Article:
This week I’m thinking about blue sky…

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Boy on a rainy day: “I want to go outside and play baseball!”
Grandmother: “Well, when there is enough blue sky out there to make a pair of pants you can go play.”
Boy with a quizical look out the window: “Is there enough out there to make pants?”
Grandmother, glancing out the window: “Short pants…”

This was an actual conversation between my brother and our live-in grandmother. To this day, on a rainy day with blue sky poking through, I think about my grandmother and her “short pants…”

I got to thinking about Grandma and her “short pants” because life seems to be all about degrees. After all, is a pair of short pants out of blue sky enough to be free and clear of the rain? Or do you need at least a pair of capris? Or does it have to be a full trouser length?

There really aren’t any “guarantees” — no clear cut line about when you will be free and clear of rain when you are playing baseball.

I am thinking that many of you that read these thoughts are in the process of trying to decide about going back to church, or out to eat, or to take a family vacation, or… well… you know: get back to playing!

For surely I know the plans I have for you, says the Lord, plans for your welfare and not for harm, to give you a future with hope.

Jeremiah 29:11

And I would guess that some of you are looking for some guarantees from merchants, pastors, airlines, and the like. And, I bet you aren’t getting them. Your proverbial grandmother is giving you some sort of version of “short pants…” and it is pretty unsatisfactory as an answer.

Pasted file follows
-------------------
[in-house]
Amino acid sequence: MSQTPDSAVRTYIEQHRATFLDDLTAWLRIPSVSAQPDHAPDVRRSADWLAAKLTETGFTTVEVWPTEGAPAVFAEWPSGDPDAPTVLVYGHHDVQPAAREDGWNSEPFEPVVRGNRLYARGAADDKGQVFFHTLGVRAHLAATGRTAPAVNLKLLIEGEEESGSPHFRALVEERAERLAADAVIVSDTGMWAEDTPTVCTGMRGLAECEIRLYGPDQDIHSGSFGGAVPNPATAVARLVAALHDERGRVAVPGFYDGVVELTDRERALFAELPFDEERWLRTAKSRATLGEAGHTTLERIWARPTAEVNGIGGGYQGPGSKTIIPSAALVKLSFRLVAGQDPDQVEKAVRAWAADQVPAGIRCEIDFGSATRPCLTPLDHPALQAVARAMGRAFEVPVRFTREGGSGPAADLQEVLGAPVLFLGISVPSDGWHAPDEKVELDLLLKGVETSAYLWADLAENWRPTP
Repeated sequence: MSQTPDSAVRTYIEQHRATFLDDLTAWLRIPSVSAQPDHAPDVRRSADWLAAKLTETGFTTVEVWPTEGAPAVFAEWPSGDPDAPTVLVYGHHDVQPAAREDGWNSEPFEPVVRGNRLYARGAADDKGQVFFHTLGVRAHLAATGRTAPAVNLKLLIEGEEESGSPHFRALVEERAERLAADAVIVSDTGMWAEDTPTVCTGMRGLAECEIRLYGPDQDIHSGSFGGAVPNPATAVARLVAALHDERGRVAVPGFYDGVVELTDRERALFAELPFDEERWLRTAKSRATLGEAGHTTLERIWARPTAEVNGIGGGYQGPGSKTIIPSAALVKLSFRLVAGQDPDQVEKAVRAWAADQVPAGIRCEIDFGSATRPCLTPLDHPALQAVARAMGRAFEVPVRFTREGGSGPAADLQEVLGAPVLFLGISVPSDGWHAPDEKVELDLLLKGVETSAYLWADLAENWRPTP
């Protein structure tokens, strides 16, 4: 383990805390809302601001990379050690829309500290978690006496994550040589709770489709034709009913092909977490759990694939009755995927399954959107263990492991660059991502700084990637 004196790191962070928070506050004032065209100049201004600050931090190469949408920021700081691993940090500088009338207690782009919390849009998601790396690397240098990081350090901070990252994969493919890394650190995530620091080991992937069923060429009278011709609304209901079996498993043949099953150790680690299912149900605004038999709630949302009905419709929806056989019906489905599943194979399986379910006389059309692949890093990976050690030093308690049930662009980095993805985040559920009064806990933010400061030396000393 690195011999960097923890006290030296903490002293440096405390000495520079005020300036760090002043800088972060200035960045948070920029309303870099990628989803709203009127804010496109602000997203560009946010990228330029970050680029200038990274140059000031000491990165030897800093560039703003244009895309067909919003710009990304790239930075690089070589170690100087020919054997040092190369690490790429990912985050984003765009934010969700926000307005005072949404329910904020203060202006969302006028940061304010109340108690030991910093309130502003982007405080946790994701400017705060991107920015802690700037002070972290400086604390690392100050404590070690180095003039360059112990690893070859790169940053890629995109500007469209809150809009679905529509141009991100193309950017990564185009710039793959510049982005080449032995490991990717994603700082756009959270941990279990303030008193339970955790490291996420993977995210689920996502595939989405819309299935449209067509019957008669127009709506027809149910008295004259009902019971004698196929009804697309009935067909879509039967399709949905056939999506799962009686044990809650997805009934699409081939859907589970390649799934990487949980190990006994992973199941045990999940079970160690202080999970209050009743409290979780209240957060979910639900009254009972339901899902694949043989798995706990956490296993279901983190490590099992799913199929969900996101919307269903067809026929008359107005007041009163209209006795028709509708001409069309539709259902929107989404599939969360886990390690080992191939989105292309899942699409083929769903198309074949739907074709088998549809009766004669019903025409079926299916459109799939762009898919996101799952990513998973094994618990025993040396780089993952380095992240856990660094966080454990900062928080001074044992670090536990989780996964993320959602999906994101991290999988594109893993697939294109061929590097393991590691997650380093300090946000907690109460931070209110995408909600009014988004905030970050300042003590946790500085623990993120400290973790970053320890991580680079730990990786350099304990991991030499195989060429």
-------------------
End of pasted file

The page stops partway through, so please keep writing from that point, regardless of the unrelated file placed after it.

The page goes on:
I guess, ultimately what I am thinking about is that fact that even if there is only enough sky out there for short pants, it is still blue sky. It is still the promise of light and life. Even if there is a small patch, it is something to hold onto, right? It sparks a memory, doesn’t it? When the sky was blue and we went to restaurants and church and dinner parties without a care in the world.

And, it will be again — in the not to distant future. A great Old Testament scholar wrote this: “It is our loss of historical perspective, our reduction of everything to the present moment that results in hopelessness… the practice of memory serves to open options in the reading of present reality” (Walter Brueggemann, Hopeful Imagination).

So… do you remember? Do you remember baseball games and swimming pools? Family get-togethers and dining out? Do you remember singing your favorite hymn at the top of your voice? Do you remember hugs and handshakes? Full-throated laughter without a mask? Do you remember that God has plans for our welfare and not our harm? Do you remember?


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